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Essential Reading for the Week

The Mark of Monsanto 

Microfiber Madness: Synthetic Fabrics Harm Wildlife, Poison the Food Supply and Expose You to Toxins

Hillary Clinton’s Statements on GMOs Have Varied by Audience 

Increased Asthma Attacks Tied to Exposure to Natural Gas Production

Farming and Forestry Can Deliver Food Security, Says UN

Why Are Vaccine Rights Being Removed While Safety Issues Are Increasingly Brought to the Fore?

Maple Syrup Is a Cancer Killer, Study Suggests

There’s Something Disturbing About One of Hillary’s Top VP Picks 

Friends sharing a toast on a rooftop restaurant

Grab Your Passport!

If you’re looking to combine international travel, adventure and organic food and agriculture education, you’re in luck. OCA, along with our Regeneration International and Vía Orgánica projects, have scheduled a full slate of eight-day eco tours in the central highlands of Mexico.

Deadline to register for the next tour is August 20. The tour runs from September 20-27.

If you can’t make the September tour, you can also register ahead of time for another of the upcoming tours (dates and deadlines here).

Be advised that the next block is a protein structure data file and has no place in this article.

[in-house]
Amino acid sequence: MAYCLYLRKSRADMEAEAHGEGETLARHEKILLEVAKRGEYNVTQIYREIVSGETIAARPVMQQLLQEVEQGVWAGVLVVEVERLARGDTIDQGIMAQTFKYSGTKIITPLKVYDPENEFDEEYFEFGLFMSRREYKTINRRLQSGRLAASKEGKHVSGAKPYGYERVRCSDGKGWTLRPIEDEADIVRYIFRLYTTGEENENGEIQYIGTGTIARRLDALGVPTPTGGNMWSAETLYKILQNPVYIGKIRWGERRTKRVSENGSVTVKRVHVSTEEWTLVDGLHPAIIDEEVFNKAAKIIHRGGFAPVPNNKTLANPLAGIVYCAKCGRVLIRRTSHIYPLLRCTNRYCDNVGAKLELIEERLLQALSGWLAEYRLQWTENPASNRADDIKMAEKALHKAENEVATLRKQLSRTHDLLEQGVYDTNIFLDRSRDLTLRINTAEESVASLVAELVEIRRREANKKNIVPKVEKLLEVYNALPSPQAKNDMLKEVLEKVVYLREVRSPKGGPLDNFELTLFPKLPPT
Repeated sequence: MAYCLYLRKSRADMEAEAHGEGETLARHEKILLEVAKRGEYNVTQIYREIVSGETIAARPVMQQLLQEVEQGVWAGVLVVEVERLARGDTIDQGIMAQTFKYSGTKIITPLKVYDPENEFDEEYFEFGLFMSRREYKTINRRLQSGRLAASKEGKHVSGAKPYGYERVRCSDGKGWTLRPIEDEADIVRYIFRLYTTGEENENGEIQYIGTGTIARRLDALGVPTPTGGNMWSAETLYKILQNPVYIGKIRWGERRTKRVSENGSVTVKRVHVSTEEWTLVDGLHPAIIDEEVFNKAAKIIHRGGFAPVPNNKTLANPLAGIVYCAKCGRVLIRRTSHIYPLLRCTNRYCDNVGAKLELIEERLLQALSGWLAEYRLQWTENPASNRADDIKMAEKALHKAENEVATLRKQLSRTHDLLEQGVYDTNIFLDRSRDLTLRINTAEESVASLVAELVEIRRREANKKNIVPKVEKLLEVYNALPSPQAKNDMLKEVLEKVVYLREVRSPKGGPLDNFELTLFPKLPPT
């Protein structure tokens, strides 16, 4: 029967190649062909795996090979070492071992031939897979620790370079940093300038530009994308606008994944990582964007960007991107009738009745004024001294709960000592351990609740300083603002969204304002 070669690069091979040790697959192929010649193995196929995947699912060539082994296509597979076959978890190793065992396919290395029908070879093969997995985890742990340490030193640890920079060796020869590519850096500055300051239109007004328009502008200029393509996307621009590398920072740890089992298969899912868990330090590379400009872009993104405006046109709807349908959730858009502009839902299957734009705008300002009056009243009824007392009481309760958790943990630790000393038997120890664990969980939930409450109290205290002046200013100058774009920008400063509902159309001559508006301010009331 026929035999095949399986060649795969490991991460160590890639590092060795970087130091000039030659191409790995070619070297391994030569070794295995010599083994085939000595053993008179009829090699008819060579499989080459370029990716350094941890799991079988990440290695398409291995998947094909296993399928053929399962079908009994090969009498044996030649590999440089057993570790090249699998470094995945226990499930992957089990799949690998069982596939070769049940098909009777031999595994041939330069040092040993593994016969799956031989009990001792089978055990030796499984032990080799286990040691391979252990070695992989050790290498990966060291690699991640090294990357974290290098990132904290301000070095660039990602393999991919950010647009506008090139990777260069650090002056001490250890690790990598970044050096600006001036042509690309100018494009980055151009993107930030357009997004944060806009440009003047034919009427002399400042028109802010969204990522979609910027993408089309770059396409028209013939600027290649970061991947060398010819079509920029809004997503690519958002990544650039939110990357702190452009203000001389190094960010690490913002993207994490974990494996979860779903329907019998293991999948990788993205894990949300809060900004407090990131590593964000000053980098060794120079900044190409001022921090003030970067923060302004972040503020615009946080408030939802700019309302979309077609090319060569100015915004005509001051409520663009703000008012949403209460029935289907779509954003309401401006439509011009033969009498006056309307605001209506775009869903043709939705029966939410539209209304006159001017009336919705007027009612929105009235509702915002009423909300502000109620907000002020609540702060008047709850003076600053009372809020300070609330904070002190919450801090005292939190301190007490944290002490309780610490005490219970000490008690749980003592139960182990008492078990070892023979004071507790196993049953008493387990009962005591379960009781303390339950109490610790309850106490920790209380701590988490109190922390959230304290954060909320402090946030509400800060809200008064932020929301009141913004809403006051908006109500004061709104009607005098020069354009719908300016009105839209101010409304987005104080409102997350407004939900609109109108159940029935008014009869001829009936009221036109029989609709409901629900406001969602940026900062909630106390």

Our eco tours include accommodations at Vía Orgánica’s eco ranch and farm school, which serves as an educational farm and training center for farmers, students and activists in the organic food movement. The ranch includes a natural retreat center with adobe buildings, walking trails, solar power, rainwater catchment, and greywater and composting systems. 

Tours also include side trips to San Miguel de Allende and other World Heritage sites, trail rides and nature walks, horseback riding, and organic farming and cooking workshops—and of course, the opportunity to join in lively discussions with OCA and Vía Orgánica staff and other tour participants. Cost for accommodations and all-organic meals is $1250 per person.

Learn more 

For more information or to register contact:

Science beaker containing a chemical reaction

Toxic Cocktail

In the world of pesticides, the word “synergy” refers to the interaction that occurs between chemicals when they’re mixed together to make pesticides (and herbicides). This interaction, or synergy, can actually make individual chemicals more toxic than they are on their own.

Surely the U.S. Environmental Protection Agency takes this into account when it assesses “safe levels” of these chemicals, right? Wrong, says a new study by the Center for Biological Diversity. 

From the study

Although pesticide mixtures in the environment have been extensively documented, the Environmental Protection Agency generally only assesses the toxicity of pesticides individually, in isolation from potential real-life scenarios where these pesticides may interact with other chemicals.

More than 1 billion pounds of pesticides are used in the U.S. each year, according to the study. Those pesticides are sprayed on agricultural fields and orchards, residential lawns, playgrounds and parks. And evidence suggests that, contrary to what the EPA claims, most of those pesticides are made from chemicals that are unsafe at any levels, because they are hormone disruptors.